Chris Hani Biography
Chris Hani whose birth name is born Martin Thembisile Hani was born on 28th June 1942 in Transkei, South Africa and died on 10th April 1993. He was the leader of the South African Communist Party and chief of staff of Umkhonto we Sizwe, the armed wing of the African National Congress (ANC).
Chris Hani Education Background
Chris Hani attended Lovedale school in 1957, to finish his last two years. He twice finished two school grades in a single year.
He attended Lovedale school and later the University of Fort Hare in Alice, Eastern Cape where he studied English, Latin and Modern and Classical literature.
Chris Hani Political and Military Career
At the age of 12 years after hearing his father’s explanations about apartheid and the African National Congress, he wished to join the ANC but was still too young to be accepted.
At the age of 15 when he was at Lovedale he joined the ANC Youth League, even though political activities were not allowed at black schools under apartheid. He influenced other students to join the ANC.
After his graduation he joined Umkhonto we Sizwe (MK), the armed wing of the ANC.In 1963 he went into exile in Lesotho following his arrest under the Suppression of Communism Act.Due to his involvement with Umkhonto he was forced into hiding by the South African government during which time he changed his first name to Chris.
He received military training in the Soviet Union and served in campaigns in the Zimbabwean War of Liberation, also called the Rhodesian Bush War. They were joint operations between Umkhonto we Sizwe (MK) and the Zimbabwe People’s Revolutionary Army in the late 1960s.
In Lesotho he organised guerrilla operations of the MK in South Africa. As head of Umkhonto we Sizwe, he was responsible for the suppression of a mutiny by dissident anti-Communist ANC members in detention camps, but denied any role in abuses including torture and murder.
He returned to South Africa after the unbanning of the ANC in 1990 and took over from Joe Slovo as head of the South African Communist Party on the 8 December 1991.He supported the suspension of the ANC’s armed struggle in favour of negotiations.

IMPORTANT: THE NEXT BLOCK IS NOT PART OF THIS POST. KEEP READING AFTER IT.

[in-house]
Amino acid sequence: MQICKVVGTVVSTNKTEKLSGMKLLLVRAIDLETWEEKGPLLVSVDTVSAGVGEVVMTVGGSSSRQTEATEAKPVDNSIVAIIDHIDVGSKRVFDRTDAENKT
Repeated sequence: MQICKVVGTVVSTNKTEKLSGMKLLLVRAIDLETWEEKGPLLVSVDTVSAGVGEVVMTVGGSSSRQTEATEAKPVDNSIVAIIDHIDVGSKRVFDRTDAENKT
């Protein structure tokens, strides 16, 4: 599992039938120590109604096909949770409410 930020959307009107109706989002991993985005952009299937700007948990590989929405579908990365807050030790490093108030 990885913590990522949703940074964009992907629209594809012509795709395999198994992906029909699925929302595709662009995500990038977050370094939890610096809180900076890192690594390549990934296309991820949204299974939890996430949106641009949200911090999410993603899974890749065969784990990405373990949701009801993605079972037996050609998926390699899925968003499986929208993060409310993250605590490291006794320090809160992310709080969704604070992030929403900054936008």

Chris Hani Assassination
On 10th April 1993 he was assassinated outside his home in Dawn Park.He was shot in the head and back as he stepped out of his car by Janusz Walus.
Walusfled the scene but was arrested soon afterwards. Clive Derby-Lewis, a senior South African Conservative Party M.P. and Shadow Minister for Economic Affairs at the time, who had lent Waluś his pistol, was also arrested for complicity in Hani’s murder.
Historically, the assassination is seen as a turning point. Serious tensions followed the assassination, with fears that the country would erupt in violence. Nelson Mandela addressed the nation appealing for calm, in a speech regarded as ‘presidential’ even though he was not yet president of the country
Chris Hani Honours
In 1993, French philosopher Jacques Derrida dedicated Spectres de Marx (1993) to Hani.
In 1997 Baragwanath Hospital was renamed the Chris Hani Baragwanath Hospital in his memory.
In September 2004, Hani was voted 20th in the controversial Top 100 Greatest South Africans poll.
In 2009, after extension of Cape Town’s Central Line, the new terminus serving eastern areas of Khayelitsha was christened Chris Hani.